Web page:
About Megan McKenzie, one of the artists who created the Unextinction Machine.
Megan was born in the year 2000. Her nickname is Nutmeg. She has finished at Edmund Waller Primary School and is now home schooled. Her favourite activities are drama, creative writing, dance, aikido, watching films and making artworks of all kinds. She’s also very interested in history, archaeology and animals. From an early age, she has enjoyed doing collaborative drawings and drawing games with her dad, Brian. She has learned how to do photography, intaglio etchings, raku ceramic firing and several other processes. See her blog which documents her creative life.
These are some of her artistic achievements:
Setting up her own small creative business called Nutmeg, selling upcycled and handmade toys and accessories. She is particularly keen on crochet, making bags, neckwarmers, hats, wristwarmers, necklaces and jumpers. For this work, she was awarded her Bronze Arts Award.
Learning how to make and edit films and making some short films. She is working towards her Silver Arts Award for filmmaking.
Selling lots of etchings (since age 5) during the Telegraph Hill Festival open studios and exhibiting her etchings in the Hill Station community show
Exhibiting a delicate sculpture called ‘A Bee’s Graveyard’ in the Nunhead Cemetery Open Cities weekend exhibition in September 2010.
Creating an installation called ‘Health and Safety Gone Mad’ in a garden during the Telegraph Hill Open Studios in Spring 2011. This involved lots of satirical cartoon-like yellow warning signs erected around a maze of hazard tape, warning of the terrible dangers lurking around the garden.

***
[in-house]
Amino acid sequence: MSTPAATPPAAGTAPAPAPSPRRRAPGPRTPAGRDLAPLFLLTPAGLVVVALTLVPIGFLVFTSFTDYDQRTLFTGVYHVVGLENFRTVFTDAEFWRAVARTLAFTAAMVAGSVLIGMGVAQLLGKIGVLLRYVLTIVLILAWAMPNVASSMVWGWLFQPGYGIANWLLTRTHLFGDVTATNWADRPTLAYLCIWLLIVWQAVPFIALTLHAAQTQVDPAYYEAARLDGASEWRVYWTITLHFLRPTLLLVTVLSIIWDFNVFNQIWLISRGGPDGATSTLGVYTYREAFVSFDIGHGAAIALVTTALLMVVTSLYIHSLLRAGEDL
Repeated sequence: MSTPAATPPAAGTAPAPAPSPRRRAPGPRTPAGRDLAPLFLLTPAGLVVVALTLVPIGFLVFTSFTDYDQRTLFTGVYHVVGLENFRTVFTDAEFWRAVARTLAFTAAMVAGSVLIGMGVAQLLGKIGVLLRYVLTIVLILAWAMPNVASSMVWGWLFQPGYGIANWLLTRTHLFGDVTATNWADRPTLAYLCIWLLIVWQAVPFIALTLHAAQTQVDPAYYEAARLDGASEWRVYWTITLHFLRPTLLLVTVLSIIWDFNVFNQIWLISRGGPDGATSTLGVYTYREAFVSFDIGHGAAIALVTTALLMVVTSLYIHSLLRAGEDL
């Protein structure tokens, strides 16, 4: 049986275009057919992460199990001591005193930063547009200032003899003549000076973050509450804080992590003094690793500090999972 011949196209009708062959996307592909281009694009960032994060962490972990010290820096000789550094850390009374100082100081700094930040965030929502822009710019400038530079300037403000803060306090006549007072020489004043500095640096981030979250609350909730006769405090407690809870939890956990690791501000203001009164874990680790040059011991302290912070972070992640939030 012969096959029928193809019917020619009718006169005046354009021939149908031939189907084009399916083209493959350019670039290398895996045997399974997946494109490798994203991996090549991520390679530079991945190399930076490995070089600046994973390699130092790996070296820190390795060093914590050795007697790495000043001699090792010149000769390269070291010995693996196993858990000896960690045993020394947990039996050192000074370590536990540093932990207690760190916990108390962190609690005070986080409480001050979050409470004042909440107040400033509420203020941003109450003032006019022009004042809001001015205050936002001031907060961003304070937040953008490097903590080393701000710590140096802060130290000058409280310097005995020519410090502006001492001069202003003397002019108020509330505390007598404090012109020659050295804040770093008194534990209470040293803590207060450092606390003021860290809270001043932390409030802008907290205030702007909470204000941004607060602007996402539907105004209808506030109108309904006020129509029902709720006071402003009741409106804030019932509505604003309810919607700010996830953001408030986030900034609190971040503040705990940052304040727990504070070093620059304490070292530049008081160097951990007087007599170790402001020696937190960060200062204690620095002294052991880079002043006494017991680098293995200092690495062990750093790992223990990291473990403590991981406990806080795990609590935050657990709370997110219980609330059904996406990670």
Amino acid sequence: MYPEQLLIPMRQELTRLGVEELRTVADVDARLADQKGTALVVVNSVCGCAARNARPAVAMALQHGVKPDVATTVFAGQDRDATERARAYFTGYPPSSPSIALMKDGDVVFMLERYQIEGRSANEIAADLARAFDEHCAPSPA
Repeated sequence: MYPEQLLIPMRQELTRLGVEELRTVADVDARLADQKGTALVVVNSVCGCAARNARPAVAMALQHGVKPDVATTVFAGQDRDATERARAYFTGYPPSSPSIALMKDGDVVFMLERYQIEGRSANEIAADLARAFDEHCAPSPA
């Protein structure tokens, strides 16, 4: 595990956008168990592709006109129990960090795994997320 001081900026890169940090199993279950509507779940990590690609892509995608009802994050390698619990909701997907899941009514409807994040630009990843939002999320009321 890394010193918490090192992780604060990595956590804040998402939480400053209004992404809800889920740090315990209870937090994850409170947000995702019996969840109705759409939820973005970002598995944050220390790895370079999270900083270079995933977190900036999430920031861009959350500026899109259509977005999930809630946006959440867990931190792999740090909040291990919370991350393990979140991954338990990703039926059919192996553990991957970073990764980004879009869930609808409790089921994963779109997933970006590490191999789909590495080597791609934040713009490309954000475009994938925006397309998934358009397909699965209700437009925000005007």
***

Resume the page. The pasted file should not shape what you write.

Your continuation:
Creating and performing a mini show of Mulan in Chinese, with friends Helena and Charles Collins, included in the Nunhead Municipal Museum & Art Gallery programme in March 2011.
Creating a sculpture called Notmeg, inspired by a visit to the Bethlem Royal Hospital Museum, and seeing the film Suckerpunch. See the photos below, the full size self portrait, and secret compartments inside the head.
Collaborating with Brian & Bridget McKenzie to make Fruiting Bodies, an artwork about tree diseases. This is part of the Woodland Wonders exhibition in Nunhead Cemetery throughout September 2011. Megan found and arranged lots of specimens of tree diseases and created three surreal figures made from found pieces of wood.
For more about this work, see here.
hello megan, I hear you get home schooled now, is that true?
yeah its true, and I’m really enjoying it.
megan you are truly an inspiring individual. i can’t believe the open mind and heart you have. your parents must be very proud of you. just wanted to say thank you for providing some hope in a bleak future. i only hope that i can learn to be as aware as you seem to be. 🙂 keep it up kid!
Hi I still. Go to Edmund Waller I’m going to year six and I remember you